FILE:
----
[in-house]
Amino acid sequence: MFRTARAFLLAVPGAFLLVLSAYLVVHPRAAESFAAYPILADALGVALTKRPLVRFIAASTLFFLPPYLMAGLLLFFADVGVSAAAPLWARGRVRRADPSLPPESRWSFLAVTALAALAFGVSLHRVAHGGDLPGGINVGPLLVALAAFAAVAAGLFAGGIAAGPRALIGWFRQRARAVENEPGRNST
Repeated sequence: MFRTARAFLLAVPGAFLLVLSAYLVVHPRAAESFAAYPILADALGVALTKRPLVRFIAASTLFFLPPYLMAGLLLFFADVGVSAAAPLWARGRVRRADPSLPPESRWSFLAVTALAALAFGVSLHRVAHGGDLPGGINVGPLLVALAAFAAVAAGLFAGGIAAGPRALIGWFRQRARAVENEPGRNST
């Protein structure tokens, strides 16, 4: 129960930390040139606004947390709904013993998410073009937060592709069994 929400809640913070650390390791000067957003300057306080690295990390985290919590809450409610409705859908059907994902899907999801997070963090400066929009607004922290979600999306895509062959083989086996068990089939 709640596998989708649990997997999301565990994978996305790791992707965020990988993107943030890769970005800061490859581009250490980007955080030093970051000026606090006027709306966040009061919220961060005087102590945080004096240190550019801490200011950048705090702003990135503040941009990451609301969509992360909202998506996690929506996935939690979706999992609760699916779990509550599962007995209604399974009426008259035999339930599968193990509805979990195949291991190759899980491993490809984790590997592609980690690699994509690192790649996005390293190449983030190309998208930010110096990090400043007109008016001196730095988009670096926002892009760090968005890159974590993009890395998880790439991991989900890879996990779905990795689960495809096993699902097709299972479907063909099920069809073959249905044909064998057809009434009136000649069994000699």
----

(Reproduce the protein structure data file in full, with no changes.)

[in-house]
Amino acid sequence: MFRTARAFLLAVPGAFLLVLSAYLVVHPRAAESFAAYPILADALGVALTKRPLVRFIAASTLFFLPPYLMAGLLLFFADVGVSAAAPLWARGRVRRADPSLPPESRWSFLAVTALAALAFGVSLHRVAHGGDLPGGINVGPLLVALAAFAAVAAGLFAGGIAAGPRALIGWFRQRARAVENEPGRNST
Repeated sequence: MFRTARAFLLAVPGAFLLVLSAYLVVHPRAAESFAAYPILADALGVALTKRPLVRFIAASTLFFLPPYLMAGLLLFFADVGVSAAAPLWARGRVRRADPSLPPESRWSFLAVTALAALAFGVSLHRVAHGGDLPGGINVGPLLVALAAFAAVAAGLFAGGIAAGPRALIGWFRQRARAVENEPGRNST
């Protein structure tokens, strides 16, 4: 129960930390040139606004947390709904013993998410073009937060592709069994 929400809640913070650390390791000067957003300057306080690295990390985290919590809450409610409705859908059907994902899907999801997070963090400066929009607004922290979600999306895509062959083989086996068990089939 709640596998989708649990997997999301565990994978996305790791992707965020990988993107943030890769970005800061490859581009250490980007955080030093970051000026606090006027709306966040009061919220961060005087102590945080004096240190550019801490200011950048705090702003990135503040941009990451609301969509992360909202998506996690929506996935939690979706999992609760699916779990509550599962007995209604399974009426008259035999339930599968193990509805979990195949291991190759899980491993490809984790590997592609980690690699994509690192790649996005390293190449983030190309998208930010110096990090400043007109008016001196730095988009670096926002892009760090968005890159974590993009890395998880790439991991989900890879996990779905990795689960495809096993699902097709299972479907063909099920069809073959249905044909064998057809009434009136000649069994000699």